The story not only takes the reader into the boy’s world, but a world that has been lost for centuries. You get an introduction into the lives that were lead during the period and how people lived. There are those who enjoyed the simple life, to those who lived in splendor in a proper villa. There is also a look at the perils of war and what comes of the victors, and the losers.  A view of what land ownership could bring those with influence along with how not all slave owners in the period mistreated their slaves.

Guiamo (The Chronicles of Guiamo Durmius Stolo) is a great entry into what appears to be a great series of books. The one thing that the reader will find throughout the book is how people call the boy special. As you read you get an idea of just “how” special he may be. There will be introductions to the different Gods of the era and a different religion. The most important thing is as you read the book you grow with the young man and those around him. It’s a book that engages the reader on many levels and should leave you asking, “What’s Next”.

 
1 Comment

Posted by on March 25, 2014 in Reviews

 

Tags: , , , , , ,

Boudicca: Her Story by T. Jerome Baker

BoudiccaIt’s not rare to hear the mantra of “Girl Power” in today’s world and this actually helped to propel the Spice Girls to fame when the band hit it big. You may be asking why I am mentioning a British all girl group for this review. It’s simple the story deals with a Welsh woman from the period around 60 AD.

Her name is one that many in the England will recognize and fans of history, specifically Roman, history will also know. It is stated in the book that she had a look that could terrorize those who saw her. Her hair was flaming red hair that fell to her waste and tall for a woman, and she was known by one name. Her name was Boudicca.

T. Jerome Baker takes the reader into a part of history many will know or have heard before. It’s a story from a very unique woman from history. A woman who defied the Romans and led a revolt that killed thousands for a cause she felt was just.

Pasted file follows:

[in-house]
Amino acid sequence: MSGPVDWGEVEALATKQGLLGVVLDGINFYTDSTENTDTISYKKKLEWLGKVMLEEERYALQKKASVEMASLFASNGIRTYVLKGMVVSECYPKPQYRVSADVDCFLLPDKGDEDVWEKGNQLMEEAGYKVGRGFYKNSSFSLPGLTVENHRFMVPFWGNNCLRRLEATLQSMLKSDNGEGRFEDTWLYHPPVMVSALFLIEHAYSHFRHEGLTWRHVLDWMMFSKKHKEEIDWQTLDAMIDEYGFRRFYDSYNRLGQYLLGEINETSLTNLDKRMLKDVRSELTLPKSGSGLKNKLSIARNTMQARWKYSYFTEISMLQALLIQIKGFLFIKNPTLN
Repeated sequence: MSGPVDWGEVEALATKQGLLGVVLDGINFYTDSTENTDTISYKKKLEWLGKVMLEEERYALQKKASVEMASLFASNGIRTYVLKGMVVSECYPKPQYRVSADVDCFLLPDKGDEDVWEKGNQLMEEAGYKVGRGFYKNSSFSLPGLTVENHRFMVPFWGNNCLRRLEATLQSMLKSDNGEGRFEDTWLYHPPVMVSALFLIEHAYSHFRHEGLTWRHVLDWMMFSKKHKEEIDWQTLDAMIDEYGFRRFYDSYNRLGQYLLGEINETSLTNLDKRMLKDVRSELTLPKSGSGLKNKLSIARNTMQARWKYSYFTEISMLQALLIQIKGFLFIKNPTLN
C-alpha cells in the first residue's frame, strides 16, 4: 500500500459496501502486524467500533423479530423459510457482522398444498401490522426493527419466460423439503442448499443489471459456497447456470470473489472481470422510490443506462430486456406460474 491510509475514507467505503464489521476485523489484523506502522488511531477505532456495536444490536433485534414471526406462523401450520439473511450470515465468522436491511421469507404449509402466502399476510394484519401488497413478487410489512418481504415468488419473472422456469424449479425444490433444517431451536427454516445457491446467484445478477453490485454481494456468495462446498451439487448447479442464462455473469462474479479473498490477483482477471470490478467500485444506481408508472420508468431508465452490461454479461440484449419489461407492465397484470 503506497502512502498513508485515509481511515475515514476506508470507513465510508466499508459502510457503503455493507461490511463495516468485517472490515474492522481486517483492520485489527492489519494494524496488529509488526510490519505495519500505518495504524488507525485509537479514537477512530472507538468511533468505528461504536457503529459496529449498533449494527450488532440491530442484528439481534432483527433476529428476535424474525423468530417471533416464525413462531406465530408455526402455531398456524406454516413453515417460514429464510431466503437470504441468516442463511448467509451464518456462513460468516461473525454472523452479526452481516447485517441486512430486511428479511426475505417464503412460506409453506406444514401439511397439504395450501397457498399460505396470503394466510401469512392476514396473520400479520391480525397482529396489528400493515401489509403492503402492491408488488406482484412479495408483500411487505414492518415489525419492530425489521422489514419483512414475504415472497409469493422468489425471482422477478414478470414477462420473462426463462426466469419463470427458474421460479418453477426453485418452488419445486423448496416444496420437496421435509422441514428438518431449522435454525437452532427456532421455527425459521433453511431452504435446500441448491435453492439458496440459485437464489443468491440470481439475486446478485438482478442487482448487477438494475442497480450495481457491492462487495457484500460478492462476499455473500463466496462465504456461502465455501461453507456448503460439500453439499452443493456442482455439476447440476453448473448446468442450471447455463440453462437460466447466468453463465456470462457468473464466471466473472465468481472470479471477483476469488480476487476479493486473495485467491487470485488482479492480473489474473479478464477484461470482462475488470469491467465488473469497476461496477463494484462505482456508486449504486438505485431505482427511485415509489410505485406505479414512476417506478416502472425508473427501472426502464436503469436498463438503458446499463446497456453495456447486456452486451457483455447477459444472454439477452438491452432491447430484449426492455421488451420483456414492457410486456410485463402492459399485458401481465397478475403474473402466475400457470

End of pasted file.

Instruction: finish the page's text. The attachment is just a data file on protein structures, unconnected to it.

The short novella is called Boudicca: Warrior Queen (Her-Story).

The novella will take the high points of her life and help give the reader a reason for the revolt. The story will also point out how “His-tory” is written by the winners, or the survivors. The novella does its best to give you an insight into Boudicca’s side of events.

Boudicca: Warrior Queen (Her-Story) may be a very quick read but as a fan of history this was a nice telling of her life. Some of the highlights from the story are what drives the revolt to happen. It began due to greed and power. The result was rape, murder and death on a large scale that saw both sides suffer. 

I cannot say what there is to take away from the story other than a history lesson. It’s a lesson that sheds more light on a reader may have learned. You will learn about some of the motives behind the different battles and the mindset of the Warrior Queen. If nothing else you may learn the reason why Boudicca is a name that still is heard in today’s culture and her importance in British History.

 
Leave a comment

Posted by on January 20, 2014 in Reviews

 

Tags: , , , , , , , ,